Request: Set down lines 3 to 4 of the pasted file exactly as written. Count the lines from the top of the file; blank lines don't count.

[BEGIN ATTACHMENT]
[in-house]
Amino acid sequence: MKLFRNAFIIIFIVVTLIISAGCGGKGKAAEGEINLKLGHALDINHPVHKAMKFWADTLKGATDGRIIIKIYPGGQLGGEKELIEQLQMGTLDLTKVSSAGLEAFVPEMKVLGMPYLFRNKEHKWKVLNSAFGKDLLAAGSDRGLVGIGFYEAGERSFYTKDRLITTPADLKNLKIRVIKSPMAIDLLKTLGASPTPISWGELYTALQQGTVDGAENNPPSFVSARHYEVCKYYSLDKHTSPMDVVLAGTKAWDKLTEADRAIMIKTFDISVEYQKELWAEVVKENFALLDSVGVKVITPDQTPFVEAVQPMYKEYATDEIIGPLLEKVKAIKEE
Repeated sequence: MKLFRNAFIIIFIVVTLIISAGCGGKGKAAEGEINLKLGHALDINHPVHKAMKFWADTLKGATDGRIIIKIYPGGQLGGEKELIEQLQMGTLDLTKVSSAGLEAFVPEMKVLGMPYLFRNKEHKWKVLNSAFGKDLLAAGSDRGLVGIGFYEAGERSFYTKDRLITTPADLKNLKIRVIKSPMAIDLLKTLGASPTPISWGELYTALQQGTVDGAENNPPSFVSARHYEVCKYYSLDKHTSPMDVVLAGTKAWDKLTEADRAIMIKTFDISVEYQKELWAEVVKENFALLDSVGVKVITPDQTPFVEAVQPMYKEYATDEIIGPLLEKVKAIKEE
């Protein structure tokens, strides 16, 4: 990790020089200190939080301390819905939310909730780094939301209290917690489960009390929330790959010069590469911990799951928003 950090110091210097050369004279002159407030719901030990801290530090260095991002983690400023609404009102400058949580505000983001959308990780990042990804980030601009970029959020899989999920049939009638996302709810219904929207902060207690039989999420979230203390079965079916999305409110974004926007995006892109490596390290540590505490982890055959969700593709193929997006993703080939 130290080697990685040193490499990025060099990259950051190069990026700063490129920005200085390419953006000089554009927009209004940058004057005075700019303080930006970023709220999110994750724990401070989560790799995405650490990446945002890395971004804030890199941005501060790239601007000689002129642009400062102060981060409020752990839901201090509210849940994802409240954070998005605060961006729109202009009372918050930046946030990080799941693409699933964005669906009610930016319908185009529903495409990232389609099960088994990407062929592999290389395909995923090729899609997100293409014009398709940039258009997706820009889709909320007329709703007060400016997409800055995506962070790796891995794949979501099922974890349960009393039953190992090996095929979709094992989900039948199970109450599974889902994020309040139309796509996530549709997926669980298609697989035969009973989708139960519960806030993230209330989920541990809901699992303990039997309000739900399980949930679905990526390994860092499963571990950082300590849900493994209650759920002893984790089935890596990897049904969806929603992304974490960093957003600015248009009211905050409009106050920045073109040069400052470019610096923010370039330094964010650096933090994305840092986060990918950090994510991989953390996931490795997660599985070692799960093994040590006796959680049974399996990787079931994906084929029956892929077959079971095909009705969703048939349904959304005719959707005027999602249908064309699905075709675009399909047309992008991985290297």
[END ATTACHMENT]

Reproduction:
Repeated sequence: MKLFRNAFIIIFIVVTLIISAGCGGKGKAAEGEINLKLGHALDINHPVHKAMKFWADTLKGATDGRIIIKIYPGGQLGGEKELIEQLQMGTLDLTKVSSAGLEAFVPEMKVLGMPYLFRNKEHKWKVLNSAFGKDLLAAGSDRGLVGIGFYEAGERSFYTKDRLITTPADLKNLKIRVIKSPMAIDLLKTLGASPTPISWGELYTALQQGTVDGAENNPPSFVSARHYEVCKYYSLDKHTSPMDVVLAGTKAWDKLTEADRAIMIKTFDISVEYQKELWAEVVKENFALLDSVGVKVITPDQTPFVEAVQPMYKEYATDEIIGPLLEKVKAIKEE
């Protein structure tokens, strides 16, 4: 990790020089200190939080301390819905939310909730780094939301209290917690489960009390929330790959010069590469911990799951928003 950090110091210097050369004279002159407030719901030990801290530090260095991002983690400023609404009102400058949580505000983001959308990780990042990804980030601009970029959020899989999920049939009638996302709810219904929207902060207690039989999420979230203390079965079916999305409110974004926007995006892109490596390290540590505490982890055959969700593709193929997006993703080939 130290080697990685040193490499990025060099990259950051190069990026700063490129920005200085390419953006000089554009927009209004940058004057005075700019303080930006970023709220999110994750724990401070989560790799995405650490990446945002890395971004804030890199941005501060790239601007000689002129642009400062102060981060409020752990839901201090509210849940994802409240954070998005605060961006729109202009009372918050930046946030990080799941693409699933964005669906009610930016319908185009529903495409990232389609099960088994990407062929592999290389395909995923090729899609997100293409014009398709940039258009997706820009889709909320007329709703007060400016997409800055995506962070790796891995794949979501099922974890349960009393039953190992090996095929979709094992989900039948199970109450599974889902994020309040139309796509996530549709997926669980298609697989035969009973989708139960519960806030993230209330989920541990809901699992303990039997309000739900399980949930679905990526390994860092499963571990950082300590849900493994209650759920002893984790089935890596990897049904969806929603992304974490960093957003600015248009009211905050409009106050920045073109040069400052470019610096923010370039330094964010650096933090994305840092986060990918950090994510991989953390996931490795997660599985070692799960093994040590006796959680049974399996990787079931994906084929029956892929077959079971095909009705969703048939349904959304005719959707005027999602249908064309699905075709675009399909047309992008991985290297």